noun Date: 1908 a vehicle used for transporting children to or from school or on activities connected with school
school committee
noun Date: 1787 school board
school district
noun Date: 1809 a unit for administration of a public-school system often comprising several towns within a state
school-age
adjective Date: 1741 old enough to go to school
school-leaver
noun Date: 1925 British one who has left school usually after completing a course of study
schoolbag
noun Date: 1841 a bag for carrying schoolbooks and school supplies
schoolbook
noun Date: 1634 a school textbook
schoolboy
I. noun Date: 1588 a boy attending school II. adjective Date: 1645 1. of, relating to, or characteristic of a schoolboy 2. of, relating to, or being a sport for high ...
schoolboyish
adjective Date: 1831 schoolboy 1
schoolchild
noun Date: 1801 a child attending school
schoolfellow
noun Date: 15th century schoolmate
schoolgirl
noun Date: 1678 a girl attending school
schoolhouse
noun Date: 14th century a building used as a school and especially as an elementary school
schooling
noun Date: 15th century 1. a. instruction in school ; education b. training, guidance, or discipline derived from experience 2. archaic reproof 3. the cost of ...
schoolkid
noun Date: 1934 a child or teenager attending school
schoolma'am
noun see schoolmarm
schoolman
noun Date: circa 1533 1. a. one skilled in academic disputation b. capitalized scholastic 1a 2. a. educator 1 b. educator 2b
schoolmarm
or schoolma'am noun Etymology: school + marm, alteration of ma'am Date: 1831 1. a woman who is a schoolteacher especially in a rural or small-town school 2. a person who ...
schoolmarmish
adjective see schoolmarm
schoolmaster
noun Date: 13th century 1. a man who teaches school 2. one that disciplines or directs 3. a reddish-brown edible snapper (Lutjanus apodus) of the tropical Atlantic and the ...
schoolmasterish
adjective see schoolmaster
schoolmasterly
adjective see schoolmaster
schoolmate
noun Date: 1563 a companion at school
schoolmistress
noun Date: 15th century a woman who teaches school • schoolmistressy adjective
schoolmistressy
adjective see schoolmistress
schoolroom
noun Date: 1752 classroom
schoolteacher
noun Date: 1751 one who teaches school
schooltime
noun Date: 1740 1. the time for beginning a session of school or during which school is held 2. the period of life spent in school or in study
schoolwork
noun Date: 1846 lessons done in class or assigned to be done at home
schooner
noun Etymology: origin unknown Date: 1716 1. a typically 2-masted fore-and-aft rigged vessel with a foremast and a mainmast stepped nearly amidships 2. a larger-than-usual ...
schooner rig
noun Date: 1828 fore-and-aft rig • schooner-rigged adjective
schooner-rigged
adjective see schooner rig
Schopenhauer
biographical name Arthur 1788-1860 German philosopher • Schopenhauerian adjective
Schopenhauerian
adjective see Schopenhauer
schorl
noun Etymology: German Schörl Date: 1779 tourmaline; especially tourmaline of the black variety
schottische
noun Etymology: German, from schottisch Scottish, from Schotte Scotsman; akin to Old English Scottas Scots Date: 1849 1. a round dance resembling a slow polka 2. music for ...
Schouten Islands
geographical name islands Indonesia in N West Papua at mouth of Sarera Bay area 1230 square miles (3198 square kilometers)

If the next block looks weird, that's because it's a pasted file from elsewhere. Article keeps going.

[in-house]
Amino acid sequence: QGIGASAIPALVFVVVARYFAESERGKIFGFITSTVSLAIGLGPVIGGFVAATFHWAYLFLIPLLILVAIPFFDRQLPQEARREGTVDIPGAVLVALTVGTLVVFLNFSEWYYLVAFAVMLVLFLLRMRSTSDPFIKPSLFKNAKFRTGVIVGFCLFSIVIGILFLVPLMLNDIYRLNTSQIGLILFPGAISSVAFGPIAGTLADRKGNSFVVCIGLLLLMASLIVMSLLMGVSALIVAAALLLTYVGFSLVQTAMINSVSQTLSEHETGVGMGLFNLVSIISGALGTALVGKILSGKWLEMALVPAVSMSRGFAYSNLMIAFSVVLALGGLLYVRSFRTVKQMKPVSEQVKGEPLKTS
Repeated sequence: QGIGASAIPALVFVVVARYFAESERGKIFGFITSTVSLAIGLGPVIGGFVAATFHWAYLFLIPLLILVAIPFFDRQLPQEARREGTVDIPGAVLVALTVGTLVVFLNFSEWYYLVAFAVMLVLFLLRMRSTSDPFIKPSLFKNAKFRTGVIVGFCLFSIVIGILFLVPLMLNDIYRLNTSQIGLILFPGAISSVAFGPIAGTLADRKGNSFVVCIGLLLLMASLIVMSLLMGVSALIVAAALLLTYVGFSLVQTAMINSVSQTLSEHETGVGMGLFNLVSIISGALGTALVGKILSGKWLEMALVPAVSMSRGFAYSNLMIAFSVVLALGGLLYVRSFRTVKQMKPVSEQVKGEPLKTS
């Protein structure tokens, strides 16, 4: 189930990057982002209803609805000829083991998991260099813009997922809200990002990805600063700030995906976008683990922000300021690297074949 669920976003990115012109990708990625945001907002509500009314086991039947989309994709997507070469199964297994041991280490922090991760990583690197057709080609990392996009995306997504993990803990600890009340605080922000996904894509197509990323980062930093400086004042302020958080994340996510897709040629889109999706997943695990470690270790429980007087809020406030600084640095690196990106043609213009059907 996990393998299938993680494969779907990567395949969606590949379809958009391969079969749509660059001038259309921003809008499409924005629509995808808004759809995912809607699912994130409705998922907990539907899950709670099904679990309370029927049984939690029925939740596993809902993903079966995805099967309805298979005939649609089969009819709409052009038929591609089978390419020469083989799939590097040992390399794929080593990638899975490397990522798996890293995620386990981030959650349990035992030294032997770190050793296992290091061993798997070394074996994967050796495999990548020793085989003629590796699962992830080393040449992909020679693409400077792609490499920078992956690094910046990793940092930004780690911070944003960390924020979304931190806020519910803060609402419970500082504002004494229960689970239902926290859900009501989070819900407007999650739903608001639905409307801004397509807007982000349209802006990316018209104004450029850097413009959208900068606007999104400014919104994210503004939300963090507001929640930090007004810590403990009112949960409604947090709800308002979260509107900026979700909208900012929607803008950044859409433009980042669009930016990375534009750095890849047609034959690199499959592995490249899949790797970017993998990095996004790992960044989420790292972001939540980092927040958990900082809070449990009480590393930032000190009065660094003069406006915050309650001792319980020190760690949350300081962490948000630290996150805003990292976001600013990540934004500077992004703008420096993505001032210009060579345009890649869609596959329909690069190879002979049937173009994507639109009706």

Schrieffer
biographical name John Robert 1931- American physicist
schrod
variant of scrod
Schröder
biographical name Gerhard 1944- chancellor of Germany (1998- )
Schrödinger
biographical name Erwin 1887-1961 Austrian physicist
Schrödinger equation
noun Etymology: Erwin Schrödinger Date: 1936 an equation that describes the wave nature of elementary particles and is fundamental to the description of the properties of ...
schtick
variant of shtick
Schubert
biographical name Franz Peter 1797-1828 Austrian composer • Schubertian adjective
Schubertian
adjective see Schubert
Schultz
biographical name Theodore 1902-1998 American economist
Schulz
biographical name Charles Monroe 1922-2000 American cartoonist
Schuman
I. biographical name Robert 1886-1963 French statesman II. biographical name William Howard 1910-1992 American composer
Schumann
biographical name Robert 1810-1856 German composer
Schumann-Heink
biographical name Ernestine 1861-1936 née Roessler American (Austrian-born) contralto
Schurz
biographical name Carl 1829-1906 American (German-born) lawyer, general, & politician
Schuschnigg
biographical name Kurt von 1897-1977 Austrian statesman
schuss
intransitive verb Etymology: schuss, noun, from German Schuss, literally, shot, from Old High German scuz — more at shot Date: 1940 to ski directly down a slope at high ...
schussboomer
noun Date: 1953 a skier who schusses
schusser
noun see schuss
Schuyler
biographical name Philip John 1733-1804 American general & statesman
Schuylkill
geographical name river 131 miles (211 kilometers) SE Pennsylvania flowing SE into Delaware River at Philadelphia
schwa
noun Etymology: German, from Hebrew schĕwā' Date: 1895 1. an unstressed mid-central vowel (as the usual sound of the first and last vowels of the English word America) ...
Schwaben
geographical name — see Swabia
Schwann cell
noun Etymology: Theodor Schwann died 1882 German naturalist Date: circa 1909 the myelin-secreting cell surrounding a myelinated nerve fiber between two nodes of Ranvier
schwarmerei
noun Etymology: German Schwärmerei, from schwärmen to be enthusiastic, literally, to swarm Date: 1845 excessive or unwholesome sentiment
Schwartz
biographical name Melvin 1932- American physicist
Schwarzkopf
I. biographical name H. Norman 1934- American general II. biographical name (Olga Maria) Elisabeth Friederike 1915- German (Polish-born) soprano
Schwarzwald
geographical name — see Black Forest
Schweinfurt
geographical name city S central Germany on Main River population 54,520
Schweitzer
biographical name Albert 1875-1965 French theologian, philosopher, missionary physician, & music scholar
Schweiz
geographical name — see Switzerland